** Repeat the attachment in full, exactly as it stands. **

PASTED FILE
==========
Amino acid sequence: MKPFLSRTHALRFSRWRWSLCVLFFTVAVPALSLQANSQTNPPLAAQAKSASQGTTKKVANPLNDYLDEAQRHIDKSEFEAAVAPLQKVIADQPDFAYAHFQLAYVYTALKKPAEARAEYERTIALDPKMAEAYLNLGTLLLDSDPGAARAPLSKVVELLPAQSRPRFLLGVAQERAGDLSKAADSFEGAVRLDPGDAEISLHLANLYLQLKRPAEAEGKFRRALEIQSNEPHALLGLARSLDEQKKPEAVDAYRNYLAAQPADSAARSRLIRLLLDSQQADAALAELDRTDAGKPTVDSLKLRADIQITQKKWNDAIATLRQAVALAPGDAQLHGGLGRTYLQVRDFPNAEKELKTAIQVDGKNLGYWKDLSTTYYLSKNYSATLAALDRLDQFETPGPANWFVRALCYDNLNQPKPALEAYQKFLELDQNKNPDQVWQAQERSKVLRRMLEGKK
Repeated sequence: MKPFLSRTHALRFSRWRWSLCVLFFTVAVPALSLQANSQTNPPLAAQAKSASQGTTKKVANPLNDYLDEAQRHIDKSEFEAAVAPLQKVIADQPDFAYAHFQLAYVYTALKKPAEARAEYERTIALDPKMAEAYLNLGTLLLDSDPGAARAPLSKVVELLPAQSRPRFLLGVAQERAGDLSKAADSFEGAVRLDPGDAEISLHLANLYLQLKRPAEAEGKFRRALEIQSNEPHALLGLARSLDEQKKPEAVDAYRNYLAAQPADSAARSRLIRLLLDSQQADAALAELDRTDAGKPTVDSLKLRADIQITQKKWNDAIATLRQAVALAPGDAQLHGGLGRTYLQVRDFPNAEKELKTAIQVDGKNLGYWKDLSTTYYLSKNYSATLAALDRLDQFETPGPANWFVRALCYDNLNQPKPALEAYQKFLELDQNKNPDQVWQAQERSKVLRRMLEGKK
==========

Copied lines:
Amino acid sequence: MKPFLSRTHALRFSRWRWSLCVLFFTVAVPALSLQANSQTNPPLAAQAKSASQGTTKKVANPLNDYLDEAQRHIDKSEFEAAVAPLQKVIADQPDFAYAHFQLAYVYTALKKPAEARAEYERTIALDPKMAEAYLNLGTLLLDSDPGAARAPLSKVVELLPAQSRPRFLLGVAQERAGDLSKAADSFEGAVRLDPGDAEISLHLANLYLQLKRPAEAEGKFRRALEIQSNEPHALLGLARSLDEQKKPEAVDAYRNYLAAQPADSAARSRLIRLLLDSQQADAALAELDRTDAGKPTVDSLKLRADIQITQKKWNDAIATLRQAVALAPGDAQLHGGLGRTYLQVRDFPNAEKELKTAIQVDGKNLGYWKDLSTTYYLSKNYSATLAALDRLDQFETPGPANWFVRALCYDNLNQPKPALEAYQKFLELDQNKNPDQVWQAQERSKVLRRMLEGKK
Repeated sequence: MKPFLSRTHALRFSRWRWSLCVLFFTVAVPALSLQANSQTNPPLAAQAKSASQGTTKKVANPLNDYLDEAQRHIDKSEFEAAVAPLQKVIADQPDFAYAHFQLAYVYTALKKPAEARAEYERTIALDPKMAEAYLNLGTLLLDSDPGAARAPLSKVVELLPAQSRPRFLLGVAQERAGDLSKAADSFEGAVRLDPGDAEISLHLANLYLQLKRPAEAEGKFRRALEIQSNEPHALLGLARSLDEQKKPEAVDAYRNYLAAQPADSAARSRLIRLLLDSQQADAALAELDRTDAGKPTVDSLKLRADIQITQKKWNDAIATLRQAVALAPGDAQLHGGLGRTYLQVRDFPNAEKELKTAIQVDGKNLGYWKDLSTTYYLSKNYSATLAALDRLDQFETPGPANWFVRALCYDNLNQPKPALEAYQKFLELDQNKNPDQVWQAQERSKVLRRMLEGKK